Current assessments of water scarcity primarily focus on water quantity. But as water quality issues are prevalent worldwide, we need to rethink the concept of water scarcity to include also the quality of freshwater resources available for different water use sectors and ecosystems. In today’s issue of Nature Geoscience Michelle van Vliet (chair group Water Systems and Global Change) and colleagues propose a new approach to estimating water scarcity that includes relevant water quality requirements per sector.
Today, one-third of the world population lives in areas of severe water scarcity or water stress. However, accessibility of clean water is fundamental for a wide range of sectors, such as irrigation, livestock, energy and manufacturing, as well for domestic uses. Over the past decades, water use has more than doubled. A growing global human population will place further demands on water supplies. However, both the availability and the quality of water resources will be affected by socio-economic and technological developments, climate change and increasing climate extremes such as droughts and floods. Urbanization and increasing volumes of untreated wastewater from households, industry and agriculture are all set to contribute to water quality deterioration, particularly in developing countries.
“Water scarcity is expected to worsen considerably in many regions in the coming decades,” says Michelle van Vliet. “But we must bear in mind that water resources for different uses will not only need to account for demand in water quantity, but also in water quality. Quality requirements for water depend on the intended use, such as water temperature, salinity, nutrients and other pollutants. For example, water temperature is a critical parameter for cooling water use by thermoelectric power plants. By contrast, for irrigation and domestic applications, salinity, nutrient and other pollutant levels pose more important constraints on usability. So it is essential to focus on the availability of water of suitable quality for specific sectors in water scarcity assessments.”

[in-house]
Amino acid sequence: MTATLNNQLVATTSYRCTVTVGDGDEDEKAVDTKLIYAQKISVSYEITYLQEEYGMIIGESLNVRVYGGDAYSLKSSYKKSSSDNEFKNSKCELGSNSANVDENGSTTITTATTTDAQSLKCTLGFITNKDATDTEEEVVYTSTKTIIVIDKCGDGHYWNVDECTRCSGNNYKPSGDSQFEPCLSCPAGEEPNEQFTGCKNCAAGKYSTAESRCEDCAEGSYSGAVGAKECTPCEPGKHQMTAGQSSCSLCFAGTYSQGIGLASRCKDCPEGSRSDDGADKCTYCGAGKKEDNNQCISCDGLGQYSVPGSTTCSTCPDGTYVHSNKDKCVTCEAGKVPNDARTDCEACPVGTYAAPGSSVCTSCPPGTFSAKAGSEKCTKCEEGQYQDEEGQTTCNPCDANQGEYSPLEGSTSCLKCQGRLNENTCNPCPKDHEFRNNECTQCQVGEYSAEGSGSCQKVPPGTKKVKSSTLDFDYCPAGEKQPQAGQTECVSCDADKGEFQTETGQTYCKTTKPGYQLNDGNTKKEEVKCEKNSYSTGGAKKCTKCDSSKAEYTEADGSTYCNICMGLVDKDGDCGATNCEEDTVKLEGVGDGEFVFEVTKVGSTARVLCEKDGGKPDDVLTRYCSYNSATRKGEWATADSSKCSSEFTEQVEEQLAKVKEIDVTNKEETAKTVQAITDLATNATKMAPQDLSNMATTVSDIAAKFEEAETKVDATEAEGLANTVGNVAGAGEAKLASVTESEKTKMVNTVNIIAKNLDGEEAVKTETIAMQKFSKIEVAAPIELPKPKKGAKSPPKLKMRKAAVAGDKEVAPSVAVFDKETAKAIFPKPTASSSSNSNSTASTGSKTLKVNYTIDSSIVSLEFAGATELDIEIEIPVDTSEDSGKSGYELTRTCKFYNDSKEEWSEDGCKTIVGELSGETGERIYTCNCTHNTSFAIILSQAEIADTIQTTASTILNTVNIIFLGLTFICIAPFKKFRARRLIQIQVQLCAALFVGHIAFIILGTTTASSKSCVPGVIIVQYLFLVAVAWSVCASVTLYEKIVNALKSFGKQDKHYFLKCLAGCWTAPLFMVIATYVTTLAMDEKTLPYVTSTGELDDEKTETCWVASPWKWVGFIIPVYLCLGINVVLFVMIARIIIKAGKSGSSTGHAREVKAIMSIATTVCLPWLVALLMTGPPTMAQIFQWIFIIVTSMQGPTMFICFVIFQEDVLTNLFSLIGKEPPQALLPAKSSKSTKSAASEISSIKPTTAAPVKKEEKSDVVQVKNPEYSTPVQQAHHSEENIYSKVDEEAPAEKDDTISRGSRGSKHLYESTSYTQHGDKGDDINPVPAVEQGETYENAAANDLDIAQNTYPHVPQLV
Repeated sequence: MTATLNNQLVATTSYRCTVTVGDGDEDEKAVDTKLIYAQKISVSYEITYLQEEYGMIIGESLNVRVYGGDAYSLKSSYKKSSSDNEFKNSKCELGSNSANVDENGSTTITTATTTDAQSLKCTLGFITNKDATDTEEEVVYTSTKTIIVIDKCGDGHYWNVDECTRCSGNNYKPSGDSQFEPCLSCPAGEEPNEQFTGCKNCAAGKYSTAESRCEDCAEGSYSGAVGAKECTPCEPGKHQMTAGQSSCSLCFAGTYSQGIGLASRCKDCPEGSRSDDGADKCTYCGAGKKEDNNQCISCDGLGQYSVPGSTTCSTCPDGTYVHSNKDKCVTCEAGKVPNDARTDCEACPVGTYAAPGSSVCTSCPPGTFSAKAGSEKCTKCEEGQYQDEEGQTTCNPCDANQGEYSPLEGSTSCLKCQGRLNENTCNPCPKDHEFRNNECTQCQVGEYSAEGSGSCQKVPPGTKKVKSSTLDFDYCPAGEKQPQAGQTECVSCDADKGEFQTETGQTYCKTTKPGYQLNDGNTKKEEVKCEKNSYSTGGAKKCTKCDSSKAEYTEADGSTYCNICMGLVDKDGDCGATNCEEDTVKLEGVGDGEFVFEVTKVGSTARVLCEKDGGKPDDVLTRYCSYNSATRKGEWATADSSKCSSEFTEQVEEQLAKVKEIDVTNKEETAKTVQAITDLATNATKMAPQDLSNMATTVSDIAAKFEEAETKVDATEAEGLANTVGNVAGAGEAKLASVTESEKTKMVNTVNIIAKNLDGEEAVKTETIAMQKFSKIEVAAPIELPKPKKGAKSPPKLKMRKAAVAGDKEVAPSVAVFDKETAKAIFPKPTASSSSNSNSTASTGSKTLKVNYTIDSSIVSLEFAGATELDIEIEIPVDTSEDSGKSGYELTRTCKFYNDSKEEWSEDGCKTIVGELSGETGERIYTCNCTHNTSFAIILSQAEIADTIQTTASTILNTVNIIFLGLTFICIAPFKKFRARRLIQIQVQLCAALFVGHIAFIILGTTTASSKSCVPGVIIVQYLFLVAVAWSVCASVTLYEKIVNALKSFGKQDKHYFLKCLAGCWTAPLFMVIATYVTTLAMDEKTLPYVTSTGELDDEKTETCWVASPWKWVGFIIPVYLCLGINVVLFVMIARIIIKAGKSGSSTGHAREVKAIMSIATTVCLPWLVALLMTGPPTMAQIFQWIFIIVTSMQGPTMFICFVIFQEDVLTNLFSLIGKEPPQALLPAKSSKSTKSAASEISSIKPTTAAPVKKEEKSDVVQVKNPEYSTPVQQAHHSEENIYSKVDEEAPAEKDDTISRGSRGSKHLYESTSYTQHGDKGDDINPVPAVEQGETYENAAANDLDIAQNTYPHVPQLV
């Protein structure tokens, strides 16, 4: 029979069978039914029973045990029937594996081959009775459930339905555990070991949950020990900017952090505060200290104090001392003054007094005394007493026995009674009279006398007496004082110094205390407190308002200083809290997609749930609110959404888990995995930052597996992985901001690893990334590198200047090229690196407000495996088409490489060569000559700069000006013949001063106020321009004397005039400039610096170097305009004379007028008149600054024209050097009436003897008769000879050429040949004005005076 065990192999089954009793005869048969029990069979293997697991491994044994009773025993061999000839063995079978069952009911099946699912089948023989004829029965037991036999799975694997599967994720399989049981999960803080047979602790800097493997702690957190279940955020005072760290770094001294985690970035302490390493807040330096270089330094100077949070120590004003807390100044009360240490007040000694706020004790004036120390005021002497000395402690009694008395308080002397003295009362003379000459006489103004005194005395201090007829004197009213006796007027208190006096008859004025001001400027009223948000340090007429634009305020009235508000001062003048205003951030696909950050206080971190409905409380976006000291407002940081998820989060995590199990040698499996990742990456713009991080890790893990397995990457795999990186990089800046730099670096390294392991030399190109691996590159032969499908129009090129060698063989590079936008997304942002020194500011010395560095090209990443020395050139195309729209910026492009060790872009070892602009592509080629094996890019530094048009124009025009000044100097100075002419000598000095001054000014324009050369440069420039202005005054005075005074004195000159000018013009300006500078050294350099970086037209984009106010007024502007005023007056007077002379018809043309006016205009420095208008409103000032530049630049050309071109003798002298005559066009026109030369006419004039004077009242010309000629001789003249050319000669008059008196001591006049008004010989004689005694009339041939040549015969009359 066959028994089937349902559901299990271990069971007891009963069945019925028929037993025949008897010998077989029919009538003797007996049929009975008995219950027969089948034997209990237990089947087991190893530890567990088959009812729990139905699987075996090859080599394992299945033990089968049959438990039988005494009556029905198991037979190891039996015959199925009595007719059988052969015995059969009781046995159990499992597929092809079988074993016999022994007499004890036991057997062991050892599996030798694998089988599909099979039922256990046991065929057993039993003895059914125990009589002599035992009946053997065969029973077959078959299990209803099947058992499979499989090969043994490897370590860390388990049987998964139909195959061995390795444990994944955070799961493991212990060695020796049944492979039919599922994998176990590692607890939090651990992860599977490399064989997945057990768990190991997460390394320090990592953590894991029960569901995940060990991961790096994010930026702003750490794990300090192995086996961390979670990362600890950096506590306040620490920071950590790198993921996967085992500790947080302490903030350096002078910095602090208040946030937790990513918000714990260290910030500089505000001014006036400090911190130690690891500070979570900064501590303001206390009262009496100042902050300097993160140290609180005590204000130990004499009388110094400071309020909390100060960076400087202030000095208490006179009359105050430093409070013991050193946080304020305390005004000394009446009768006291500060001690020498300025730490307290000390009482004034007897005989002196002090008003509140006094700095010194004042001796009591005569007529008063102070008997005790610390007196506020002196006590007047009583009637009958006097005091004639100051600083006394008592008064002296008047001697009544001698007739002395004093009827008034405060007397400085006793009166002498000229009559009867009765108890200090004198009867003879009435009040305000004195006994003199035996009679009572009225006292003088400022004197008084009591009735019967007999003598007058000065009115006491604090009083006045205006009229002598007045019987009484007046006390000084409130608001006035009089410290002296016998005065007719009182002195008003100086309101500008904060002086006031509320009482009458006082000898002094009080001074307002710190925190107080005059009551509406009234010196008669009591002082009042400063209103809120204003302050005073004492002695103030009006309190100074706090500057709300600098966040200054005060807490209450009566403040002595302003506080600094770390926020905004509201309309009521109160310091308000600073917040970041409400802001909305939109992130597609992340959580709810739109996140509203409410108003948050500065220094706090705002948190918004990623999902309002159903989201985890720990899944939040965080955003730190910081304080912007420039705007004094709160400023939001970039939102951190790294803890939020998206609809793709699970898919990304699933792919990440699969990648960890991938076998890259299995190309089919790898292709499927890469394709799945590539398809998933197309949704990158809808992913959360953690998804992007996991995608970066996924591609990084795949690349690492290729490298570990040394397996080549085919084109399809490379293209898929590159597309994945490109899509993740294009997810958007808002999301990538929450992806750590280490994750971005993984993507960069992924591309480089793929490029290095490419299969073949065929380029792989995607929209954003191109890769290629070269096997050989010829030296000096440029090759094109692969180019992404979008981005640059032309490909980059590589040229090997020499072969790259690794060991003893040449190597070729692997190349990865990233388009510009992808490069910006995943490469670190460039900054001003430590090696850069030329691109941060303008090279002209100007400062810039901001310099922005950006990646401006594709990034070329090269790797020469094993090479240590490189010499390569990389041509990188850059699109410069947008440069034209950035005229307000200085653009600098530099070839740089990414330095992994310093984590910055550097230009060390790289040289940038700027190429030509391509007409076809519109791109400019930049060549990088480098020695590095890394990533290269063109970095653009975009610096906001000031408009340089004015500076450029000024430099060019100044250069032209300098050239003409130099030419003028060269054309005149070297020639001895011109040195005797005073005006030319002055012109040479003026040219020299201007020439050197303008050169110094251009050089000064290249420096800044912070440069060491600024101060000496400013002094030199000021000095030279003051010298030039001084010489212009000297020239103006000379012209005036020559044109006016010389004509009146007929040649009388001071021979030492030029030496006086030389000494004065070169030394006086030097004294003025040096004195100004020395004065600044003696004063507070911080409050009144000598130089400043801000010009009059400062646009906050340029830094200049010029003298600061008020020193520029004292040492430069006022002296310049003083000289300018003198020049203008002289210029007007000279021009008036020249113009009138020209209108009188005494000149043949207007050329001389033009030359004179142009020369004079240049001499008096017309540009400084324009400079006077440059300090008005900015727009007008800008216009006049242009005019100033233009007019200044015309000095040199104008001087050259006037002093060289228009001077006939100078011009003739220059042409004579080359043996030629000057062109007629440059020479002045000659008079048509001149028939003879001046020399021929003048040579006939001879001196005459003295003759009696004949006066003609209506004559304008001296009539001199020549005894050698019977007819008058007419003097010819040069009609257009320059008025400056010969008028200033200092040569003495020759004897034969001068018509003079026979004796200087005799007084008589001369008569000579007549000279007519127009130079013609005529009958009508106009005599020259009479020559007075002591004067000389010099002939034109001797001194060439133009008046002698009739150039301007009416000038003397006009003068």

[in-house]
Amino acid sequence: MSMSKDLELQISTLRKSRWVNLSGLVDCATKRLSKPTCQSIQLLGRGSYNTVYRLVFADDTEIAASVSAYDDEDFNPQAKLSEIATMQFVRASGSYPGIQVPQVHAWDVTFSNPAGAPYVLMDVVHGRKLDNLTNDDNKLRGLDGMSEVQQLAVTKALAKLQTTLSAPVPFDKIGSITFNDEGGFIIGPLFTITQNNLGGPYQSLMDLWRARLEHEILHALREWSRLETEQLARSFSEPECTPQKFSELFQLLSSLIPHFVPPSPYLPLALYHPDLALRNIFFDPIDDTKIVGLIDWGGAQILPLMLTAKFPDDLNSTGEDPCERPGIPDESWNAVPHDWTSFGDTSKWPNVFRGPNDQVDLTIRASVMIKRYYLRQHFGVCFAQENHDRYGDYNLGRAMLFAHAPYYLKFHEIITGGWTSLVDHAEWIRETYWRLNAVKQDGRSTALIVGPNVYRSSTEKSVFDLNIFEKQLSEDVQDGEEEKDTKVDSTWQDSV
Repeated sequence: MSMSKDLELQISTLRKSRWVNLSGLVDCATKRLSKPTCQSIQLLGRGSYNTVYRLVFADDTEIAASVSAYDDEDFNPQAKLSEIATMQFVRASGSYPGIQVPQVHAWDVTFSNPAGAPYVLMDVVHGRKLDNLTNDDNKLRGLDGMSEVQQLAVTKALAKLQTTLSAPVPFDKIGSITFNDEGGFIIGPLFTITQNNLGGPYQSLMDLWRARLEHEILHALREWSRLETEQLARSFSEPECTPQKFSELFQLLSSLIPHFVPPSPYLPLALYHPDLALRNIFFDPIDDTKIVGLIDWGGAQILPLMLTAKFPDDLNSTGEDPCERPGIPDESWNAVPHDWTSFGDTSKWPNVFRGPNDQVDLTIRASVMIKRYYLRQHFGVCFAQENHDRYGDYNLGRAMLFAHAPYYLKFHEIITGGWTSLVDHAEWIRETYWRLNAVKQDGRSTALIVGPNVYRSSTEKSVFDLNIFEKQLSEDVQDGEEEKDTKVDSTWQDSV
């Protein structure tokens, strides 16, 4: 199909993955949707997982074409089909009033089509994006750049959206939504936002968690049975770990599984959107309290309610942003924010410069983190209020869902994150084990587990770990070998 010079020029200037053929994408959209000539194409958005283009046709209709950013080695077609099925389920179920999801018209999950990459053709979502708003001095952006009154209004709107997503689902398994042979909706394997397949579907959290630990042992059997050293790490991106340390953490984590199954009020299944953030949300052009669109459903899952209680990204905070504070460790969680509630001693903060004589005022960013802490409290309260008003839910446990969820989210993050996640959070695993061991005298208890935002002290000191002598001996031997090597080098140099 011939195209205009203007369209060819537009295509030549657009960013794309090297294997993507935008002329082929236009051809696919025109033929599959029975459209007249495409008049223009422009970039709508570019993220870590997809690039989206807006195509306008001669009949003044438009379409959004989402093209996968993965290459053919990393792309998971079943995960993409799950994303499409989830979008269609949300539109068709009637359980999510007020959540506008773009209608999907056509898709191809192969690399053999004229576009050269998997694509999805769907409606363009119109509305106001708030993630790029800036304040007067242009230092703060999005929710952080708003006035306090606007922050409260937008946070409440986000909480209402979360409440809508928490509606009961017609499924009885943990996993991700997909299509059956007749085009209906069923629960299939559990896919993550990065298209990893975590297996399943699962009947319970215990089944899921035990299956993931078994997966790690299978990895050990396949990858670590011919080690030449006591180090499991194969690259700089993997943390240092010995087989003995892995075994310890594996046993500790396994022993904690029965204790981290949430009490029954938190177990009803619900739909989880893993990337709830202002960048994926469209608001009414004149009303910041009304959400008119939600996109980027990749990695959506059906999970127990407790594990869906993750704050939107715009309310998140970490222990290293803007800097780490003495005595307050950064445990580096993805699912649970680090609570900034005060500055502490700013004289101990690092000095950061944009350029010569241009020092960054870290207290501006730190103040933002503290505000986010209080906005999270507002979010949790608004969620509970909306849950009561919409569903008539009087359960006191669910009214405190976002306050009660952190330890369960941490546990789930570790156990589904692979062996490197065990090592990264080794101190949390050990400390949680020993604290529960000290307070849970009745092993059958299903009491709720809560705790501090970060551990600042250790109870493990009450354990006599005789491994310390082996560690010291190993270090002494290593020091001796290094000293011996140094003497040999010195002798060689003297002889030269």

To obtain more appropriate estimates of current and future water scarcity for policy support and water management, the authors argue that we should shift our focus to the availability of water of acceptable quality for use in each sector, rather than looking merely at water quantity. For example, they found that including just water temperature in assessments of water scarcity leads to an increase in percentage of the world population under severe water scarcity from 34% to 37%, compared to assessments of only water quantity. And that is with just water temperature as quality parameter. And there are much more quality parameters critical for different water uses: salinity, nutrients, organic pollutants, pathogens, and other pollutants that could be included in this new concept for water scarcity. Michelle van Vliet: “In our concept we also take into account that in addition to human water-use sectors (such as irrigation, domestic water use and energy generation), freshwater ecosystems also depend on water of good quality to maintain ecosystem health.”